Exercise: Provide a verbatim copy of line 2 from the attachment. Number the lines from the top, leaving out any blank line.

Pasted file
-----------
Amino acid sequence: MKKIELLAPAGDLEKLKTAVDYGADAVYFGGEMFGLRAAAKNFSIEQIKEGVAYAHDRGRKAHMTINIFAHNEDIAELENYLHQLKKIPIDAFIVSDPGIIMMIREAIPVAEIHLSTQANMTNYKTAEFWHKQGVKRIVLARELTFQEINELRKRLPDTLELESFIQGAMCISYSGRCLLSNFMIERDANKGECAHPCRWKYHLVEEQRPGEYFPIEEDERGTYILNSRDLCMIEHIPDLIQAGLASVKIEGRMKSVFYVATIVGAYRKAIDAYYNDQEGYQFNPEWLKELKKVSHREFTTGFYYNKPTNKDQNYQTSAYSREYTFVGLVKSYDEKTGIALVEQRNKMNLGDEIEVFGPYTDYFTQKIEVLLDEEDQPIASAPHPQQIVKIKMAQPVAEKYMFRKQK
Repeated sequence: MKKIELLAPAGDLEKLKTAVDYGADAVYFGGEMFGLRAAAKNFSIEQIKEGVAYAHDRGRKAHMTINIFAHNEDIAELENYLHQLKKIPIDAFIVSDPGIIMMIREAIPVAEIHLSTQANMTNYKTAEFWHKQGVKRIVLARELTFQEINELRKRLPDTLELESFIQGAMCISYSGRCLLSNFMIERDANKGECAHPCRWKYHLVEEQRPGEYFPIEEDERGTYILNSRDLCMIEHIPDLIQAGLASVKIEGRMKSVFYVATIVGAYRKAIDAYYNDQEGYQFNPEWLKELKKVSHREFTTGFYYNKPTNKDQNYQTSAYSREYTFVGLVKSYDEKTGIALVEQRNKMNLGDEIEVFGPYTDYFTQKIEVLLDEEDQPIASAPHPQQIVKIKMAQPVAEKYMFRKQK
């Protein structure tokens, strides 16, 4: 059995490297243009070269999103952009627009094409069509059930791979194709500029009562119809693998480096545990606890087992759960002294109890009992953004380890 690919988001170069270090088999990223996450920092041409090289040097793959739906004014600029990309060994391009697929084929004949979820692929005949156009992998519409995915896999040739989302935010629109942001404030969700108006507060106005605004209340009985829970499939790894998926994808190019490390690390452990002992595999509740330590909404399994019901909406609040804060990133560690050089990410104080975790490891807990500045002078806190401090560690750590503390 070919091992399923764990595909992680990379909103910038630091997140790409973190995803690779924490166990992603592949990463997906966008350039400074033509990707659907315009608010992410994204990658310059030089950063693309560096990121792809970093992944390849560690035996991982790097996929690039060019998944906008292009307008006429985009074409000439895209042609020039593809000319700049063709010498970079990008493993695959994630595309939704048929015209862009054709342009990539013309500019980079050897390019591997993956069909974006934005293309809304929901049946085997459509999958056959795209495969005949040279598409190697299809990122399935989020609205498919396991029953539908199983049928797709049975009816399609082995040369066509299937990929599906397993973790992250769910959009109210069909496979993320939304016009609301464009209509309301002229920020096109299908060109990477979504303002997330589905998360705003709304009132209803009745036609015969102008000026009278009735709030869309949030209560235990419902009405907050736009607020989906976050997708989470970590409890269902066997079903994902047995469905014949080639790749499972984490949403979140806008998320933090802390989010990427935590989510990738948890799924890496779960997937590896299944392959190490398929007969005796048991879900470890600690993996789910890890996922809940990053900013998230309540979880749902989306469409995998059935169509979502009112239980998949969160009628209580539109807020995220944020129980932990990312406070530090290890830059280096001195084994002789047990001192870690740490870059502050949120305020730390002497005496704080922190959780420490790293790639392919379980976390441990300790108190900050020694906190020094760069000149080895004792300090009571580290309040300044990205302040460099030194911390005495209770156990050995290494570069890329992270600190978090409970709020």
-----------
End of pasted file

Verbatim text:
Repeated sequence: MKKIELLAPAGDLEKLKTAVDYGADAVYFGGEMFGLRAAAKNFSIEQIKEGVAYAHDRGRKAHMTINIFAHNEDIAELENYLHQLKKIPIDAFIVSDPGIIMMIREAIPVAEIHLSTQANMTNYKTAEFWHKQGVKRIVLARELTFQEINELRKRLPDTLELESFIQGAMCISYSGRCLLSNFMIERDANKGECAHPCRWKYHLVEEQRPGEYFPIEEDERGTYILNSRDLCMIEHIPDLIQAGLASVKIEGRMKSVFYVATIVGAYRKAIDAYYNDQEGYQFNPEWLKELKKVSHREFTTGFYYNKPTNKDQNYQTSAYSREYTFVGLVKSYDEKTGIALVEQRNKMNLGDEIEVFGPYTDYFTQKIEVLLDEEDQPIASAPHPQQIVKIKMAQPVAEKYMFRKQK